“Sweetly perfumed gardenia, decadent lily, bitter-sweet iris ... all cavort in a matrix of apple and quince preserves, vanilla and lemon cream, honey and white raisin. And for all of its richness, sweetness is the last thing on your mind while this wine is on the table. I imagine you could simply inhale its entire, vast sensual contents, so ethereal is every aspect of it.” (RP)

Riesling Beerenauslese Bernkasteler Badstube 2006 65.00 95-97

Made from 100% botrytised grapes, this is intensely sweet, hugely complex and concentrated, with a perfect foil of acidity to give the wine freshness and seemingly effortless balance. Exquisite dessert wine.

To order these wines click here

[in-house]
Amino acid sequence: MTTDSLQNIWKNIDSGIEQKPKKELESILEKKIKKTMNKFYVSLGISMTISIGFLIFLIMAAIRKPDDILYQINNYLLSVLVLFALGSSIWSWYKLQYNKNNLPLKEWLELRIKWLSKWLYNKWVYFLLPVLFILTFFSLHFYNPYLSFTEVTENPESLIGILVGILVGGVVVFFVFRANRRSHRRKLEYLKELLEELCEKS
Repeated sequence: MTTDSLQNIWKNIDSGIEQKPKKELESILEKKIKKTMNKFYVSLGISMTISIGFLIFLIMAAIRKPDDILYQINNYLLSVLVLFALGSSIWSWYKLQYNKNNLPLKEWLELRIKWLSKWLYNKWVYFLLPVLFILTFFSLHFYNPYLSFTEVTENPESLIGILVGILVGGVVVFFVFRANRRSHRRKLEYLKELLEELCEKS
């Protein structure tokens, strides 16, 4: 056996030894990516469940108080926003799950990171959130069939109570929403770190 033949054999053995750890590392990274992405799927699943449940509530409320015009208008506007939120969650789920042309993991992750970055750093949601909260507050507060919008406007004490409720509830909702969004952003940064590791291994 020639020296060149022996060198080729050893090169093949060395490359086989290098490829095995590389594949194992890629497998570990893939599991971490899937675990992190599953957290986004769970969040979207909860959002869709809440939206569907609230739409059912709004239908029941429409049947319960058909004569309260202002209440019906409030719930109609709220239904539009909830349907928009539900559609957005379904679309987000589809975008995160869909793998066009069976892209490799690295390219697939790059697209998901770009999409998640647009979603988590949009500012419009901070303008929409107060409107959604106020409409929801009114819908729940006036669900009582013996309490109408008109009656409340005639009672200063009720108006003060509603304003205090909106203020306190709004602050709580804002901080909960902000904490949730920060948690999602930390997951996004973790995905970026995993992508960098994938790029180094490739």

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Newly arrived! A perfect malt whisky for less than CHF50!

Whisky always tastes better in the colder months of the year, and none more so that our favourite “every-evening” tipple - Syndicate 58/6 Scotch Whisky, which is now in stock at CHF45/bt.
We are delighted to have been allowed access to this very exclusive “members only” whisky as it is not usually offered for sale outside a small circle of “Real Whisky” connaisseurs in Scotland. The Syndicate was started by 6 aficionados – all directors of a famous whisky bonded warehouse called William Muir in Edinburgh - back in 1958, hence the name.
The precise blend is secretively preserved, but it is a blend of 18 single malt whiskies aged for an absolute minimum of 12 years in a sherry-style solera system, whereby older barrels are constantly topped up with younger barrels. This means that there are still small amounts of the original 1958 blend in today’s version!